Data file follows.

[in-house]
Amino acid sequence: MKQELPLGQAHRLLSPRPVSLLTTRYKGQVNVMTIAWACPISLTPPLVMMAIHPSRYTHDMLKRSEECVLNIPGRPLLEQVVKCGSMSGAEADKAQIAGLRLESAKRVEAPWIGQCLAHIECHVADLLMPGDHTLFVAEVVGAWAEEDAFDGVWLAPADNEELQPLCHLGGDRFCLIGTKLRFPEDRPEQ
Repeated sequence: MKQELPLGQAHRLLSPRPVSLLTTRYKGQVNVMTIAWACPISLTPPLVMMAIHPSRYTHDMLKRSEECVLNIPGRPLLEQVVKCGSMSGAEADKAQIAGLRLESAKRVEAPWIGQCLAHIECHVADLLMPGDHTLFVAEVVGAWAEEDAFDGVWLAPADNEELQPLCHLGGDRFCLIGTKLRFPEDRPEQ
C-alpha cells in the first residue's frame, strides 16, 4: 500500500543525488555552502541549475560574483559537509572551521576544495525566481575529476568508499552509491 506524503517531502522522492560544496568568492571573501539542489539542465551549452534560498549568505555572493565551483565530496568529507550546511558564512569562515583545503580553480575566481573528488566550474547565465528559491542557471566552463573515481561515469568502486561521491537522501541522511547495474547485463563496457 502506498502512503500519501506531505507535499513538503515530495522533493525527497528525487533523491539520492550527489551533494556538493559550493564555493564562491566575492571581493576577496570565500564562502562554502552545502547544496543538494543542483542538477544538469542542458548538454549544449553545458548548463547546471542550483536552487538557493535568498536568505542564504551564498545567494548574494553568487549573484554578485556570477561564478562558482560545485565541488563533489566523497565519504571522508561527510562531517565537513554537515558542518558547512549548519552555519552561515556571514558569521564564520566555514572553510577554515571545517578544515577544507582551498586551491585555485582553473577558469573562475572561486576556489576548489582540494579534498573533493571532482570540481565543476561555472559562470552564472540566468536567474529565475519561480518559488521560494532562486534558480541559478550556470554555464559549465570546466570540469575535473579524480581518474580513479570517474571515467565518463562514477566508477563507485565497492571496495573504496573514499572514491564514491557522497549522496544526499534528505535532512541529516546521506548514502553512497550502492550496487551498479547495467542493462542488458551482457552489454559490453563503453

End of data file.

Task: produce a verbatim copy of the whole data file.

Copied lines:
[in-house]
Amino acid sequence: MKQELPLGQAHRLLSPRPVSLLTTRYKGQVNVMTIAWACPISLTPPLVMMAIHPSRYTHDMLKRSEECVLNIPGRPLLEQVVKCGSMSGAEADKAQIAGLRLESAKRVEAPWIGQCLAHIECHVADLLMPGDHTLFVAEVVGAWAEEDAFDGVWLAPADNEELQPLCHLGGDRFCLIGTKLRFPEDRPEQ
Repeated sequence: MKQELPLGQAHRLLSPRPVSLLTTRYKGQVNVMTIAWACPISLTPPLVMMAIHPSRYTHDMLKRSEECVLNIPGRPLLEQVVKCGSMSGAEADKAQIAGLRLESAKRVEAPWIGQCLAHIECHVADLLMPGDHTLFVAEVVGAWAEEDAFDGVWLAPADNEELQPLCHLGGDRFCLIGTKLRFPEDRPEQ
C-alpha cells in the first residue's frame, strides 16, 4: 500500500543525488555552502541549475560574483559537509572551521576544495525566481575529476568508499552509491 506524503517531502522522492560544496568568492571573501539542489539542465551549452534560498549568505555572493565551483565530496568529507550546511558564512569562515583545503580553480575566481573528488566550474547565465528559491542557471566552463573515481561515469568502486561521491537522501541522511547495474547485463563496457 502506498502512503500519501506531505507535499513538503515530495522533493525527497528525487533523491539520492550527489551533494556538493559550493564555493564562491566575492571581493576577496570565500564562502562554502552545502547544496543538494543542483542538477544538469542542458548538454549544449553545458548548463547546471542550483536552487538557493535568498536568505542564504551564498545567494548574494553568487549573484554578485556570477561564478562558482560545485565541488563533489566523497565519504571522508561527510562531517565537513554537515558542518558547512549548519552555519552561515556571514558569521564564520566555514572553510577554515571545517578544515577544507582551498586551491585555485582553473577558469573562475572561486576556489576548489582540494579534498573533493571532482570540481565543476561555472559562470552564472540566468536567474529565475519561480518559488521560494532562486534558480541559478550556470554555464559549465570546466570540469575535473579524480581518474580513479570517474571515467565518463562514477566508477563507485565497492571496495573504496573514499572514491564514491557522497549522496544526499534528505535532512541529516546521506548514502553512497550502492550496487551498479547495467542493462542488458551482457552489454559490453563503453